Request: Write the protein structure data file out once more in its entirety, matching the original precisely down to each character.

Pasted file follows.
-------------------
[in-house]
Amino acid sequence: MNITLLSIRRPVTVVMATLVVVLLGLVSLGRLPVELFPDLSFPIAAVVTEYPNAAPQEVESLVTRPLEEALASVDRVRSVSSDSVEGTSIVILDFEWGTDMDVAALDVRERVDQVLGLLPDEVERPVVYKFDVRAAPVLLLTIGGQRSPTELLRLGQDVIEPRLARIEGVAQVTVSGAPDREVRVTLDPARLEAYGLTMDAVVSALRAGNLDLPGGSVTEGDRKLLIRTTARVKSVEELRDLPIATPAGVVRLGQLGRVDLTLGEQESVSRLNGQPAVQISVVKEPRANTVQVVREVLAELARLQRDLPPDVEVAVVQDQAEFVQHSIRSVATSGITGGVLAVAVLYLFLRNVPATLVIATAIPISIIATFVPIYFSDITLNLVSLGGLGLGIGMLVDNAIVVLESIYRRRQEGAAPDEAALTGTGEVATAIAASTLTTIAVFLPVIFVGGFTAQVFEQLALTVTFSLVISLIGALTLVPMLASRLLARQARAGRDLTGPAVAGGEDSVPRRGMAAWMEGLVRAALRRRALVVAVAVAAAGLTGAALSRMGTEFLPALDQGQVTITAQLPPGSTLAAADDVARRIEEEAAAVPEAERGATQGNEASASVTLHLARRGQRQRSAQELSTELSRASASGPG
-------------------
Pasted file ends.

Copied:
[in-house]
Amino acid sequence: MNITLLSIRRPVTVVMATLVVVLLGLVSLGRLPVELFPDLSFPIAAVVTEYPNAAPQEVESLVTRPLEEALASVDRVRSVSSDSVEGTSIVILDFEWGTDMDVAALDVRERVDQVLGLLPDEVERPVVYKFDVRAAPVLLLTIGGQRSPTELLRLGQDVIEPRLARIEGVAQVTVSGAPDREVRVTLDPARLEAYGLTMDAVVSALRAGNLDLPGGSVTEGDRKLLIRTTARVKSVEELRDLPIATPAGVVRLGQLGRVDLTLGEQESVSRLNGQPAVQISVVKEPRANTVQVVREVLAELARLQRDLPPDVEVAVVQDQAEFVQHSIRSVATSGITGGVLAVAVLYLFLRNVPATLVIATAIPISIIATFVPIYFSDITLNLVSLGGLGLGIGMLVDNAIVVLESIYRRRQEGAAPDEAALTGTGEVATAIAASTLTTIAVFLPVIFVGGFTAQVFEQLALTVTFSLVISLIGALTLVPMLASRLLARQARAGRDLTGPAVAGGEDSVPRRGMAAWMEGLVRAALRRRALVVAVAVAAAGLTGAALSRMGTEFLPALDQGQVTITAQLPPGSTLAAADDVARRIEEEAAAVPEAERGATQGNEASASVTLHLARRGQRQRSAQELSTELSRASASGPG